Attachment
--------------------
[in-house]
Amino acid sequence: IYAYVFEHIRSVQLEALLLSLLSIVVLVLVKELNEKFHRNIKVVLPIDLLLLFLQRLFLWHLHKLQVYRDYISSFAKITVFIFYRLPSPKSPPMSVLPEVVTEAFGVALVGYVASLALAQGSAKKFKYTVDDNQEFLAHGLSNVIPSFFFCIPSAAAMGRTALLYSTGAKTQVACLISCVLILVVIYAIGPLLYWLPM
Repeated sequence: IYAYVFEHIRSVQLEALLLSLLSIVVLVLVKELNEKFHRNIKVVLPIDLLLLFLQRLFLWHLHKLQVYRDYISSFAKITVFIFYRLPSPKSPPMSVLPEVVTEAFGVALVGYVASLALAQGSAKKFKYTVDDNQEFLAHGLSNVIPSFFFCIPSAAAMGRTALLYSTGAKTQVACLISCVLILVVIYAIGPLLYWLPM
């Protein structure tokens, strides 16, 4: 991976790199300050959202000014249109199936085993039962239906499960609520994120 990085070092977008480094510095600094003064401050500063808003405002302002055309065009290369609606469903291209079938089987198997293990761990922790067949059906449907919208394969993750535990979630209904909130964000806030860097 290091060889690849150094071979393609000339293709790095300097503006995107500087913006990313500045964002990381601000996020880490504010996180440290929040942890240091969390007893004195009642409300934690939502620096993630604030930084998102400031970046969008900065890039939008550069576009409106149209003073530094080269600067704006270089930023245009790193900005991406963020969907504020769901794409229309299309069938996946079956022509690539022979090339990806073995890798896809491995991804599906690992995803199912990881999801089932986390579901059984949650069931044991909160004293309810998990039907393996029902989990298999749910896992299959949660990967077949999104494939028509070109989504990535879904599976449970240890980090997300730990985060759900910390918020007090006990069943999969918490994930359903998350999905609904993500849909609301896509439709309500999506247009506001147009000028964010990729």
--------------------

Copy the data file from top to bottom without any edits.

[in-house]
Amino acid sequence: IYAYVFEHIRSVQLEALLLSLLSIVVLVLVKELNEKFHRNIKVVLPIDLLLLFLQRLFLWHLHKLQVYRDYISSFAKITVFIFYRLPSPKSPPMSVLPEVVTEAFGVALVGYVASLALAQGSAKKFKYTVDDNQEFLAHGLSNVIPSFFFCIPSAAAMGRTALLYSTGAKTQVACLISCVLILVVIYAIGPLLYWLPM
Repeated sequence: IYAYVFEHIRSVQLEALLLSLLSIVVLVLVKELNEKFHRNIKVVLPIDLLLLFLQRLFLWHLHKLQVYRDYISSFAKITVFIFYRLPSPKSPPMSVLPEVVTEAFGVALVGYVASLALAQGSAKKFKYTVDDNQEFLAHGLSNVIPSFFFCIPSAAAMGRTALLYSTGAKTQVACLISCVLILVVIYAIGPLLYWLPM
């Protein structure tokens, strides 16, 4: 991976790199300050959202000014249109199936085993039962239906499960609520994120 990085070092977008480094510095600094003064401050500063808003405002302002055309065009290369609606469903291209079938089987198997293990761990922790067949059906449907919208394969993750535990979630209904909130964000806030860097 290091060889690849150094071979393609000339293709790095300097503006995107500087913006990313500045964002990381601000996020880490504010996180440290929040942890240091969390007893004195009642409300934690939502620096993630604030930084998102400031970046969008900065890039939008550069576009409106149209003073530094080269600067704006270089930023245009790193900005991406963020969907504020769901794409229309299309069938996946079956022509690539022979090339990806073995890798896809491995991804599906690992995803199912990881999801089932986390579901059984949650069931044991909160004293309810998990039907393996029902989990298999749910896992299959949660990967077949999104494939028509070109989504990535879904599976449970240890980090997300730990985060759900910390918020007090006990069943999969918490994930359903998350999905609904993500849909609301896509439709309500999506247009506001147009000028964010990729």